A party seeking summary judgment bears the initial responsibility of informing the court of the basis for its motion and identifying those portions of the pleadings, depositions, answers to interrogatories, and admissions on file, together with the affidavits, if any, that it believes demonstrate the absence of a genuine issue of material fact. See Celotex, 477 U.S. at 323; Fed.R.Civ.P. 56(c). The moving party may discharge its initial responsibility by simply " 'showing'--that is, pointing out to the district court--that there is an absence of evidence to support the nonmoving party's case." Celotex, 477 U.S. at 325. When the nonmoving party would have the burden of proof at trial, the moving party is not required to support its motion with affidavits or other similar materials negating the opponent's claim. Celotex, 477 U.S. at 323, 325; Green v. Whiteco Indus., Inc., 17 F.3d 199, 201 n.3 (7th Cir. 1994); Fitzpatrick v. Catholic Bishop of Chi., 916 F.2d 1254, 1256 (7th Cir. 1990). However, the moving party, if it chooses, may support its motion for summary judgment with affidavits or other materials, and, if the moving party has " produced sufficient evidence to support a conclusion that there are no genuine issues for trial," then the burden shifts to the nonmoving party to show that an issue of material fact exists. Becker v. Tenenbaum-Hill Assocs., 914 F.2d 107, 110-11 (7th Cir. 1990) (citations omitted); see also Hong v. Children's Mem'l Hosp., 993 F.2d 1257, 1261 (7th Cir. 1993).

Once a properly supported motion for summary judgment is made, the non-moving party cannot resist the motion and withstand summary judgment by merely resting on its pleadings. See Fed.R.Civ.P. 56(e); Donovan v. City of Milwaukee, 17 F.3d 944, 947 (7th Cir. 1994). Rule 56(e) provides that " [i]f a party fails to properly support an assertion of fact or fails to

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properly address another party's assertion of fact as required by Rule 56(c), the court may . . . consider the fact undisputed for purposes of the motion [or] grant summary judgment if the motion and supporting materials--including the facts considered undisputed--show that the movant is entitled to it . . . ." Fed.R.Civ.P. 56(e)(2), (3); see also Anderson v. Liberty Lobby, Inc., 477 U.S. 242, 248-50, 106 S.Ct. 2505, 91 L.Ed.2d 202 (1986). Thus, to demonstrate a genuine issue of fact, the nonmoving party must " do more than simply show that there is some metaphysical doubt as to the material facts," but must " come forward with 'specific facts showing that there is a genuine issue for trial.'" Matsushita Elec. Indus. Co. v. Zenith Radio Corp., 475 U.S. 574, 586-87, 106 S.Ct. 1348, 89 L.Ed.2d 538 (1986) (quoting Fed.R.Civ.P. 56(e)).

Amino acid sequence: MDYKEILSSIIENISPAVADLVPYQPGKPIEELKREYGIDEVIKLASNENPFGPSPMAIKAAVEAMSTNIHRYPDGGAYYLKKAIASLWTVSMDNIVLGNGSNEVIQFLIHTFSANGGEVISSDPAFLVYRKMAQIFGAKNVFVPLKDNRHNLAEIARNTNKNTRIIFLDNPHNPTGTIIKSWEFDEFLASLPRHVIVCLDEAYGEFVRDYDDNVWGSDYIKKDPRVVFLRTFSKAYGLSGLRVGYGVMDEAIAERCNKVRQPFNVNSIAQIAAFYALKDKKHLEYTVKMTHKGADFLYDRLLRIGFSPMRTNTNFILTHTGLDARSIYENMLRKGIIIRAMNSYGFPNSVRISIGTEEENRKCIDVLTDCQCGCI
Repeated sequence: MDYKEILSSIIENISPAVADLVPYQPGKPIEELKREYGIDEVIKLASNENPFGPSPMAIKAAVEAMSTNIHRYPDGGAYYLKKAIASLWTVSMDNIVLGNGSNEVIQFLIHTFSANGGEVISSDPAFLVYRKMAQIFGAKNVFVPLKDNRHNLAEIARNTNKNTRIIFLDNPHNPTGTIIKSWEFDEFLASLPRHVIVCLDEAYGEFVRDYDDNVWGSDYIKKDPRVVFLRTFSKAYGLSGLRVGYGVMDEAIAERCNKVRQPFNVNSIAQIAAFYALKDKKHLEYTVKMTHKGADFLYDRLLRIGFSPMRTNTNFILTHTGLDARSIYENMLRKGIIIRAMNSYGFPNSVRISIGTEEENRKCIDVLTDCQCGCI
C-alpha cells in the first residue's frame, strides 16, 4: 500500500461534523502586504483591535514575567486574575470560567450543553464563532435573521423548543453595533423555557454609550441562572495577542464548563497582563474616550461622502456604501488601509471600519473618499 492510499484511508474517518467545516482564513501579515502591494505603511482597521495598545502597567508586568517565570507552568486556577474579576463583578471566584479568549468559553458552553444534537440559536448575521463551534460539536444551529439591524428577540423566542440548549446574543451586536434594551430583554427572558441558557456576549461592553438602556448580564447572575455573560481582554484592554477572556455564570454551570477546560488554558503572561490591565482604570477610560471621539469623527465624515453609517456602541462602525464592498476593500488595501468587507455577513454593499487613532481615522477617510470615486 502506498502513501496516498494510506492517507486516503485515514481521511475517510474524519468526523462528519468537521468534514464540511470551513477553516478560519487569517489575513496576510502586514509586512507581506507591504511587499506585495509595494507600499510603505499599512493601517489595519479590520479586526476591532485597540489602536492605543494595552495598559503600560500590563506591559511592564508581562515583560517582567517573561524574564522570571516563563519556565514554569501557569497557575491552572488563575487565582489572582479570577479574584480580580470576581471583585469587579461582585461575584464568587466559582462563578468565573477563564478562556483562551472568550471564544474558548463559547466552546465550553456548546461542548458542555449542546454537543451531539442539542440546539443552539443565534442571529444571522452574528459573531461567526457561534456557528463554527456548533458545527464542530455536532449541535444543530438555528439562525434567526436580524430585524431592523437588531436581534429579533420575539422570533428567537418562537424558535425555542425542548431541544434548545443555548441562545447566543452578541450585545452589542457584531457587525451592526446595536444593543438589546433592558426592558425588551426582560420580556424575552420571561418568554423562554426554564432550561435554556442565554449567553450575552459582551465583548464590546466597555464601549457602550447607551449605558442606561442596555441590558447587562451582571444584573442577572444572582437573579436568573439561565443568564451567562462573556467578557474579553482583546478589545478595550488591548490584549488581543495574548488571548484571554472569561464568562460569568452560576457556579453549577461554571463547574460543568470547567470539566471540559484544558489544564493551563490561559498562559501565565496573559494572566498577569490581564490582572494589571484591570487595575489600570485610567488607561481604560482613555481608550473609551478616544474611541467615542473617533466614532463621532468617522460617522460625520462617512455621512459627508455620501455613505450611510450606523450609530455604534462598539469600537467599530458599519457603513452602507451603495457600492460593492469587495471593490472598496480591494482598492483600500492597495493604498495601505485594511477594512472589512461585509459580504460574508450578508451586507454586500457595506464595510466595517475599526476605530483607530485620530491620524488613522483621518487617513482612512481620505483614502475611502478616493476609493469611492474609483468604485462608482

In viewing the facts presented on a motion for summary judgment, a court must construe all facts in a light most favorable to the non-moving party and draw all legitimate inferences in favor of that party. See Anderson, 477 U.S. at 255; Srail v. Vill. of Lisle, 588 F.3d 940, 948 (7th Cir. 2009); NLFC, Inc. v. Devcom Mid-Am., Inc., 45 F.3d 231, 234 (7th Cir. 1995). A court's role is not to evaluate the weight of the evidence, to judge the credibility of witnesses, or to determine the truth of the matter, but instead to determine whether there is a genuine issue of triable fact. See Anderson, 477 U.S. at 249-50.

II. Material Facts

A. The Contracts Between Defendants and JDB

Defendant DirectBuy, Inc. is the franchisor of a network of over 100 DirectBuy franchises throughout the United States and Canada. The franchises sell DirectBuy memberships to consumers enabling those who join to shop for furniture, cabinetry, and the like at wholesale prices. The business model for setting up franchises is what one might expect: in exchange for fees and a cut of the franchisee's income, DirectBuy grants franchisees ...